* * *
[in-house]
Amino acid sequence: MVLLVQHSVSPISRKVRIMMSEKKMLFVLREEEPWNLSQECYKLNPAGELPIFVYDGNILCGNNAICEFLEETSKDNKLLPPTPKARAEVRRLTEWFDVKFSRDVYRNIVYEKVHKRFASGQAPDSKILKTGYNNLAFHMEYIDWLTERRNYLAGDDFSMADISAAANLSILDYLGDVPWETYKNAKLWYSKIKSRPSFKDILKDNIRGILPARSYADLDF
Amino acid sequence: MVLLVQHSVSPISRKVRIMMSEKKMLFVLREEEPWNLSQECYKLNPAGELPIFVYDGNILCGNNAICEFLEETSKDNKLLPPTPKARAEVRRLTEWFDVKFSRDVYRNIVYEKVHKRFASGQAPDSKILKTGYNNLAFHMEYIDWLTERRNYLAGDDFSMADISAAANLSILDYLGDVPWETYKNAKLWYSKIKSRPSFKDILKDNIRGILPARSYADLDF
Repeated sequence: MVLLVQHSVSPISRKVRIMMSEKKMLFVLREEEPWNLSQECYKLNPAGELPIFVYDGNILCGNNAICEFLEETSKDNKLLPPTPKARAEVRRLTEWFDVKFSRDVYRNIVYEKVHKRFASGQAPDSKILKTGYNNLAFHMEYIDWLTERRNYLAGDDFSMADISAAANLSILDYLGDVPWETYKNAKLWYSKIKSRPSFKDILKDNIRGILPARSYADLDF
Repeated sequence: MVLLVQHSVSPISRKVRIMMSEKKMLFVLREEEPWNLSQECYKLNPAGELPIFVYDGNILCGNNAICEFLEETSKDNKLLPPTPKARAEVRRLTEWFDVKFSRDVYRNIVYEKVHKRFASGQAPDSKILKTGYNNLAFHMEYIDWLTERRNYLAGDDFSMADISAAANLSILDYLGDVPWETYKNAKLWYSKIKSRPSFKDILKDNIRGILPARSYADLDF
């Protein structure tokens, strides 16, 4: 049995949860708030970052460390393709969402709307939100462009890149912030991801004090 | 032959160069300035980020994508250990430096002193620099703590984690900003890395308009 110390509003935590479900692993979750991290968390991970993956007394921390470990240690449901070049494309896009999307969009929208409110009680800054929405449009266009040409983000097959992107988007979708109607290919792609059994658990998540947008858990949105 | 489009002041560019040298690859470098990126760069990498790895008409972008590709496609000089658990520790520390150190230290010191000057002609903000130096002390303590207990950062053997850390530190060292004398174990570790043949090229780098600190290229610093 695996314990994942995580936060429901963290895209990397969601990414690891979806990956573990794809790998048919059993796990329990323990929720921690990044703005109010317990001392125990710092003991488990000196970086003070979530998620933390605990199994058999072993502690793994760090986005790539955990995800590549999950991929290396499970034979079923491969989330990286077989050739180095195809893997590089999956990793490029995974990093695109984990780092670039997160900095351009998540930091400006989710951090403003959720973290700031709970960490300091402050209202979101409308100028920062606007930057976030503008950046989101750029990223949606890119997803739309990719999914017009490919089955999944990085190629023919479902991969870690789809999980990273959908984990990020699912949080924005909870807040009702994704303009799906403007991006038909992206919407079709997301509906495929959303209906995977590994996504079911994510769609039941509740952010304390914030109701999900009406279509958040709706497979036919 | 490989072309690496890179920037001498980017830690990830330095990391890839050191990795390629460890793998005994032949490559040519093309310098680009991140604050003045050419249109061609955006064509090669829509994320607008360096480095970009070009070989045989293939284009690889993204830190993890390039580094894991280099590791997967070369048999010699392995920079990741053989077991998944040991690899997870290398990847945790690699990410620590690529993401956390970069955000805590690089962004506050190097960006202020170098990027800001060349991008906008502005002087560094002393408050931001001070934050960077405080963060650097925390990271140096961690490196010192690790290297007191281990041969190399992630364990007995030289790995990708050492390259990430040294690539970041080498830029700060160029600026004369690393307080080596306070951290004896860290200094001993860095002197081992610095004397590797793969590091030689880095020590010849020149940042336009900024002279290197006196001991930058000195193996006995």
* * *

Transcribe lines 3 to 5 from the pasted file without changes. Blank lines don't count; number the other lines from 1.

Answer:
Amino acid sequence: MVLLVQHSVSPISRKVRIMMSEKKMLFVLREEEPWNLSQECYKLNPAGELPIFVYDGNILCGNNAICEFLEETSKDNKLLPPTPKARAEVRRLTEWFDVKFSRDVYRNIVYEKVHKRFASGQAPDSKILKTGYNNLAFHMEYIDWLTERRNYLAGDDFSMADISAAANLSILDYLGDVPWETYKNAKLWYSKIKSRPSFKDILKDNIRGILPARSYADLDF
Repeated sequence: MVLLVQHSVSPISRKVRIMMSEKKMLFVLREEEPWNLSQECYKLNPAGELPIFVYDGNILCGNNAICEFLEETSKDNKLLPPTPKARAEVRRLTEWFDVKFSRDVYRNIVYEKVHKRFASGQAPDSKILKTGYNNLAFHMEYIDWLTERRNYLAGDDFSMADISAAANLSILDYLGDVPWETYKNAKLWYSKIKSRPSFKDILKDNIRGILPARSYADLDF
Repeated sequence: MVLLVQHSVSPISRKVRIMMSEKKMLFVLREEEPWNLSQECYKLNPAGELPIFVYDGNILCGNNAICEFLEETSKDNKLLPPTPKARAEVRRLTEWFDVKFSRDVYRNIVYEKVHKRFASGQAPDSKILKTGYNNLAFHMEYIDWLTERRNYLAGDDFSMADISAAANLSILDYLGDVPWETYKNAKLWYSKIKSRPSFKDILKDNIRGILPARSYADLDF